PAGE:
Guardsmen ‘Restore Respect’ to veterans during cemetery project
By MSgt Thomas Kielbasa, FLNG Public Affairs
/ Published July 10, 2014
ST. AUGUSTINE, Fla. (July 9, 2014) - Time and neglect may have ravaged one of Florida's oldest African-American cemeteries, but a group of National Guard Airmen have stepped in to help clean up this historic burial ground and "restore respect" to the vete -- For the past year members of the Florida National Guard have volunteered their time and resources to clear brush, trim weeds, and remove trash from the San Sebastian Cemetery in West St. Augustine. The predominately African-American cemetery - along with the adjoining Pinehurst Cemetery - fell into disrepair over the years: broken or hidden tombstones, overgrown plots, thick patches of brush, and collapsing vaults were commonplace.
Lt. Col. Teresa Frank and her family have led the Air Guard cleanup project since May 2013, and since then have worked with various other groups and organizations to repair the dilapidated cemetery. Frank, a member of the 125th Fighter Wing in Jacksonville, said her involvement really began as a way to "remember the real reason" for Memorial Day.
"We were looking for something to do on Memorial Day weekend last year to teach the kids that it is more than just parties and barbeque and going to the beach," Frank said during a clean-up event at the cemetery on May 24, 2014.
After seeing a notice about a previous cleanup effort at San Sebastian, Frank and her family began volunteering their time clearing brush and cutting thick patches of weeds in the cemetery. Over the past year other volunteers from the community and the Florida National Guard have joined them in the effort. Using mostly handtools and weedtrimmers to clear the out-of-control plants and bushes, they are careful not to damage the numerous headstones scattered throughout the cemetery. The work can be exhausting, and the volunteers often encounter carpenter bees, ants, poison ivy, stinging nettles, and snakes.
"Cemeteries used to be places where people would go and remember their loved-ones and actually have picnics," Frank said. "Society has changed a lot, so they are now seen as dark and scary places. That is not what is meant to be."
She pointed out that few people visit San Sebastian or Pinehurst, and many of the graves are unmarked. During their forays into the undergrowth of the cemetery the volunteers have cleared out several "lost" graves, and so far have identified the burial plots of 48 veterans. Two of those plots are from soldiers who served with the 103rd U.S. Colored Infantry Regiment shortly before the end of the Civil War.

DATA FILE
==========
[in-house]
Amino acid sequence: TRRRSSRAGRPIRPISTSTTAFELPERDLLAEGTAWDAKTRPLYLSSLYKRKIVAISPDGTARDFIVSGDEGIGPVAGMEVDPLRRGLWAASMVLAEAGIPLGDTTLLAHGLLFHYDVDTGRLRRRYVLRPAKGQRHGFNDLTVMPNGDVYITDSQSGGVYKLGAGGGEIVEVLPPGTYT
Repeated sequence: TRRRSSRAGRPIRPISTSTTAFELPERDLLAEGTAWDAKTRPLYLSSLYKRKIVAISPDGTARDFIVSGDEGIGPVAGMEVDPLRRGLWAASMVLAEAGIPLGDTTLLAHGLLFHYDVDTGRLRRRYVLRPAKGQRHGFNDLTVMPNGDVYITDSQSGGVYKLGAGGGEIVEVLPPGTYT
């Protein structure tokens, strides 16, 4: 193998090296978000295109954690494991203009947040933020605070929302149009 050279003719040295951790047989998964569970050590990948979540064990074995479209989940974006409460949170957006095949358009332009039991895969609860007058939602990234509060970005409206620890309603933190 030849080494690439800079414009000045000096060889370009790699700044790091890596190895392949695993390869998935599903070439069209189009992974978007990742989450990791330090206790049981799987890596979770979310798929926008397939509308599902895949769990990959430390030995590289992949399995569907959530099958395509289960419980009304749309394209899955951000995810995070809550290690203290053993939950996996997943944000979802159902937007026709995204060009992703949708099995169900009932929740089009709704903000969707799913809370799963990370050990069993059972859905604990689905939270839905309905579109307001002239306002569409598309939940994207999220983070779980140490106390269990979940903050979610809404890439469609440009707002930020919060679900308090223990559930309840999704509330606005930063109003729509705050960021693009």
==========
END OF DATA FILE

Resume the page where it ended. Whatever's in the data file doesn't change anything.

Although they've given the project the military moniker of "Operation Restore Respect," the effort is not just for the veterans buried in the cemetery: it is a way to remember the history of everyone who is buried there. Frank said she hopes that the local community will take an active role in keeping the cemetery manicured after their project is complete.
"I would hope that somebody would care enough to take care of not only my grave site, but my friends and family members around me," she said. "That is why we are not just focusing on the veterans."
While carefully trimming around a deteriorating headstone, St. Augustine resident and 125th Fighter Wing crew chief Staff Sgt. Bruce Andrews said the project is a meaningful way to honor the veterans and their families buried there.
"This is a great thing. A lot of these people would just be forgotten...these Soldiers and Airmen," Andrews said. "Hopefully someday somebody won't forget me."
Master Sgt. Slychet Stone, 125th Fighter Wing Personnel Systems Manager, sees the project as a way to honor those African-American veterans whose service helped forge and strengthen today's military.
"It is important for me to be out here, because as an African-American in the Air Force these are the people that fought for me to come in," Stone said, while raking piles of dead leaves and branches from a plot. "The sacrifices that they made have made it easier for me in my military career because they did the struggle for me. It is important for me to give back."
Willie Cooper Sr., president of the West Augustine Improvement Association explained that the previous owner of the cemetery passed away and the land was deeded to his organization to help maintain. He said the main concerns are the constant overgrowth and the fact there is no good site map for the headstones. Some of the graves are well marked with legible headstones, but in some cases the headstones are actually buried in the soil and hidden.
Cooper said volunteers from organizations like the Florida Air National Guard and the local Home Depot are really helping fix that problem through their hard work and diligence.
"I think we are getting a handle on getting it cleaned and trying to identify where all the graves are," Cooper said.
Even the future generation of the Florida Air National Guard participated in preserving the honor of the "past" generation of servicemembers buried in the cemetery. Jonathan Harriel, a member of the 125th Fighter Wing Student Flight who hasn't yet been to basic training, volunteered his time on May 24 and helped clear weeds from the plots on the east end of San Sebastian. Harriel said he saw the announcement for volunteers on the Florida Air National Guard's Facebook page, and drove down from Jacksonville for the day to help restore the graves of "these heroes."
"It is great here seeing all of this history," Harriel said. "I think it is awesome."
If you are interested in supporting Operation Restore Respect, please contact Lt. Col. Teresa Frank at Teresa.email@example.com.